Cooper Laboratory

Vaughn Cooper, Ph.D.


Dr. Cooper is an evolutionary biologist, microbiologist, and geneticist. As an undergraduate at Amherst College (1990-1994), Dr. Cooper conducted research under evolutionary biologist Dr. Paul Ewald, using experimental evolution to study the evolution of virulence in a baculovirus. Dr. Cooper then moved to Michigan State University in the laboratory of Dr. Richard Lenski. Dr. Cooper’s research with Lenski on the population genetics of bacterial adaptation and specialization led to publications in Science and Nature among others. Dr. Cooper then moved to the University of Michigan as a Postdoctoral Fellow of the Michigan Society of Fellows. He studied the ecology of virulence factors of Vibrio cholerae with Dr. Victor DiRita and the population genetics of opportunistic Burkholderia cepacia strains with Dr. John LiPuma. This research provided the foundation for his subsequent independent work on the evolution of these pathogens.


The major goal of the Cooper laboratory is to quantify the dynamics and effects of evolution in structured environments, with the application of forecasting mutations that enable bacterial populations or cancers to evolve to cause disease. Dr. Cooper has been developing methods for studying evolution in the laboratory for 20 years and has pioneered the study of long-term evolution in bacterial biofilms (Poltak and Cooper, ISMEJ 2011, Traverse et al., PNAS 2013). He has also been at the forefront for measuring evolutionary forces acting on mutations (e.g. Flynn et al, PLoS Genetics, 2013) and cost-effective, high-throughput sequencing methods (Dillon et al, Genetics 2015). In 2010 he was honored by an NSF CAREER award. More recently the lab has been studying similar dynamics in longitudinal clinical samples from various infections, including those affecting persons with cystic fibrosis (CF). With the lab’s recent move to the University of Pittsburgh School of Medicine, new, larger, studies are ongoing in clinically relevant systems, such as the evolution and systems biology of antibiotic resistance, the evolution of microbial communities during pulmonary infections of persons with cystic fibrosis, and even during acute infections, and the evolution of cancers as they become resistant to chemotherapy.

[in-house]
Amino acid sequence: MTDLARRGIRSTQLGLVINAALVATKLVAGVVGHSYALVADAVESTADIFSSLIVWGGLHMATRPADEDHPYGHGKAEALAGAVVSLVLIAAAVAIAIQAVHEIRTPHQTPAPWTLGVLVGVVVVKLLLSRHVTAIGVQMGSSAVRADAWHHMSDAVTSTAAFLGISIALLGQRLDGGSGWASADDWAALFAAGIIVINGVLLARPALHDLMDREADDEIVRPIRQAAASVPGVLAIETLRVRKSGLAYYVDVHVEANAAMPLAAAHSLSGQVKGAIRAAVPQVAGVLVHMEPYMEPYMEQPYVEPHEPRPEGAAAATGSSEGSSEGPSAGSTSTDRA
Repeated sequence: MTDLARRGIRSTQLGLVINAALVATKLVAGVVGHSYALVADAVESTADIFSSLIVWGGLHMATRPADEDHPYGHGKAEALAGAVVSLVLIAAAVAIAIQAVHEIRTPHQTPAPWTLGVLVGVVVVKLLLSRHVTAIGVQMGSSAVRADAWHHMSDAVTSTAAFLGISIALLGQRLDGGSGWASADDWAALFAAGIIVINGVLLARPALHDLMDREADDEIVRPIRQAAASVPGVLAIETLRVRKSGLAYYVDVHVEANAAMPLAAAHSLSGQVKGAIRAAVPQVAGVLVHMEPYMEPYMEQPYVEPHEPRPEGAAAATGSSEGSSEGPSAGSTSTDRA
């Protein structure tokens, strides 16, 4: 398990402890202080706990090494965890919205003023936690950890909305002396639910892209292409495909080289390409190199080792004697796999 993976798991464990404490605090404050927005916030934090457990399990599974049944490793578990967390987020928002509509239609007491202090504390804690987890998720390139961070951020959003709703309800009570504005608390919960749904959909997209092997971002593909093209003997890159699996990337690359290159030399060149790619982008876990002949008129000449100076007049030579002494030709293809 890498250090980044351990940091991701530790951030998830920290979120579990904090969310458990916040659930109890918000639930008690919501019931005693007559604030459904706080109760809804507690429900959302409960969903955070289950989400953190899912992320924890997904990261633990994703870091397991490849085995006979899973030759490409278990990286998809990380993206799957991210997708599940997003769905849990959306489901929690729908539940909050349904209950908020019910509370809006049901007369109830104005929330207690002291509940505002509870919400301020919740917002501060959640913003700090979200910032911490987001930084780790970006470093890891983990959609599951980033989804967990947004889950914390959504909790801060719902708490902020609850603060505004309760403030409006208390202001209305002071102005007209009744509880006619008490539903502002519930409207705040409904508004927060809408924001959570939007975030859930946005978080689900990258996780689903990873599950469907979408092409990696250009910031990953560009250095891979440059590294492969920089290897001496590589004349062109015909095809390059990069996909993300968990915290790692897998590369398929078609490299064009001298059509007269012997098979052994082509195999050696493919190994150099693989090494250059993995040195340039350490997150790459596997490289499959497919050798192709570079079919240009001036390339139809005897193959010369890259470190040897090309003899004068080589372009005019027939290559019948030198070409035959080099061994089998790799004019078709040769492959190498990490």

Dr. Cooper is supported by research grants from NIH-NIGMS, NIH-NIAID, the NASA Astrobiology program, and from the National Science Foundation.